The Kansas Legislature passed a state shield law for reporters on Tuesday night that will now go to Gov. Mark Parkinson for his signature.
Both chambers of the Legislature approved the measure to provide Kansas reporters with a qualified reporter’s privilege by an overwhelming margin — the Senate voted 39-1 and the House 116-3.
Notably, in addition to traditional publications and broadcasts, the definition of journalism in the new law also includes "online journal[s] in the regular business of newsgathering and disseminating news or information to the public." Judges could construe that definition to cover unpaid writers of blogs and student journalists.
Legislators in favor of the law cited the recent legal battle between prosecutors and Kansas reporter Claire O’Brien over the name of a source and her news gathering materials. Doug Anstaett, executive director of the Kansas Press Association, said it was a good example of the “fishing expeditions” the law seeks to remedy.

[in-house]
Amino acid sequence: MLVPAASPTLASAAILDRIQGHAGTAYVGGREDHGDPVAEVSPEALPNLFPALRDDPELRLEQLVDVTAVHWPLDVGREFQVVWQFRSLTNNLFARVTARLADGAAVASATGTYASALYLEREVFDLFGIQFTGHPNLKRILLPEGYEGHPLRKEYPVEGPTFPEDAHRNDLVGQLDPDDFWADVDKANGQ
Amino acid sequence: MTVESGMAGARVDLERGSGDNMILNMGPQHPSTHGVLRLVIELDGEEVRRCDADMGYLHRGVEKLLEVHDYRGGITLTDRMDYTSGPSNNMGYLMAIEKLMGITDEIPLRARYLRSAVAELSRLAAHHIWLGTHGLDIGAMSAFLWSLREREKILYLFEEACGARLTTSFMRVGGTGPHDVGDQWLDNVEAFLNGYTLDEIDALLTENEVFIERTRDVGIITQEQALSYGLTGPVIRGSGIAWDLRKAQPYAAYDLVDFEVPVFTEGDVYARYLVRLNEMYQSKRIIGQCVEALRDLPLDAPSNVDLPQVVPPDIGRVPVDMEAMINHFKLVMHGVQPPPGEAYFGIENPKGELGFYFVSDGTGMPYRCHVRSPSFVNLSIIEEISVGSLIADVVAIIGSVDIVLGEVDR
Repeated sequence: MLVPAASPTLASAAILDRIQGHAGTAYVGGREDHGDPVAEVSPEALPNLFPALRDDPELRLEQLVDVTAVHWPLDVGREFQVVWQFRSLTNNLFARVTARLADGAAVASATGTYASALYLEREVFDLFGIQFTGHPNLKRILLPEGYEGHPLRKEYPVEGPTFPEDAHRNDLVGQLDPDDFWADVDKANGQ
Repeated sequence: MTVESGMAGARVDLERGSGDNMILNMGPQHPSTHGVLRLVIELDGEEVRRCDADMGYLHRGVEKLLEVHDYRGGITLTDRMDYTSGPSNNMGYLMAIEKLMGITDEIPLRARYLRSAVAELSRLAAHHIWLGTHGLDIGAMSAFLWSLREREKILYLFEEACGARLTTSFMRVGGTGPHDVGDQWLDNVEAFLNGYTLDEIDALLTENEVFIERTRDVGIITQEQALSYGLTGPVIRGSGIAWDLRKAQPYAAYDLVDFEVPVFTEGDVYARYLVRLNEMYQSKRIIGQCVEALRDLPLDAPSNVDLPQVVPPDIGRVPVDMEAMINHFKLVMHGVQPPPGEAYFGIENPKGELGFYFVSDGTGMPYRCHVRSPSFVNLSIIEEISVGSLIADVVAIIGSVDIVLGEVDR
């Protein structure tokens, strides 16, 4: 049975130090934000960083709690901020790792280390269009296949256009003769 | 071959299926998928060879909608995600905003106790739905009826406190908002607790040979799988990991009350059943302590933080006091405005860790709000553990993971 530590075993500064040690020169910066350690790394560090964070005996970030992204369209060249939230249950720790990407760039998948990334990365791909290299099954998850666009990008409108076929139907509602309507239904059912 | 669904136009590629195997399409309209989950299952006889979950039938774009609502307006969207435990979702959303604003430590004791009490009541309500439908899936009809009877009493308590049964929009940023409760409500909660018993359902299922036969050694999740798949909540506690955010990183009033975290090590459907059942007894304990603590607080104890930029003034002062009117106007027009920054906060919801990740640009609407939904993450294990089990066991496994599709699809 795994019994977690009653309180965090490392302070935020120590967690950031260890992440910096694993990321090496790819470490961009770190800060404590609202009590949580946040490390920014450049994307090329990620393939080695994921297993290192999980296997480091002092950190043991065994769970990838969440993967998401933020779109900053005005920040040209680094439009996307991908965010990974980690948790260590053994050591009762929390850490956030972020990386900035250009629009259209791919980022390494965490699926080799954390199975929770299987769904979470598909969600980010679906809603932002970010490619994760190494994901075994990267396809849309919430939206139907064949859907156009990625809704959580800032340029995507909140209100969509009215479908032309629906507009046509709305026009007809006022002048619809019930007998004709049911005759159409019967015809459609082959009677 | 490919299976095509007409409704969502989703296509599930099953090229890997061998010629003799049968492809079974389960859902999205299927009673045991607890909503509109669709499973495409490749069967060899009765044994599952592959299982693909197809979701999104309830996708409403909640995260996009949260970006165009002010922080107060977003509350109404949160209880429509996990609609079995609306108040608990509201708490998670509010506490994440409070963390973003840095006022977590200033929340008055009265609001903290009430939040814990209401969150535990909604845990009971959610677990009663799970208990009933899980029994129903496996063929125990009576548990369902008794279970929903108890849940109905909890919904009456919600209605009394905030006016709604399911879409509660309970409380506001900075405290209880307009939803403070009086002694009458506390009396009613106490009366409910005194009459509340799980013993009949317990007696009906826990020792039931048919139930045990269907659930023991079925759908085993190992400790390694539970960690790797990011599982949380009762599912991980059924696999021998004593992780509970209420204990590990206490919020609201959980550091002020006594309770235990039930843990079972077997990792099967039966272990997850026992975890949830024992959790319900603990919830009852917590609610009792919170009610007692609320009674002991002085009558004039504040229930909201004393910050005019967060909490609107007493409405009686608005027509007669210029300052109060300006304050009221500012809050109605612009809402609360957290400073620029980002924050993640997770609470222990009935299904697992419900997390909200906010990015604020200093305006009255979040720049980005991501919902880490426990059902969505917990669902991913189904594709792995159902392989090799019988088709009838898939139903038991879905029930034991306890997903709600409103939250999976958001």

"Certainly the subpoena of [O’Brien] provided us an actual example of what can happen when there is little or no protection for reporters,” Anstaett said.
The Legislature voted after members of both parties reached a compromise late Tuesday. Because it is a qualified privilege, the party seeking disclosure must meet a three-part judicial test before a court will compel the reporter to produce the information sought. Some members of the House wanted to eliminate the requirement that the party seeking disclosure use "due diligence" to obtain the information elsewhere – that provision remains in the approved bill with some tweaks in language.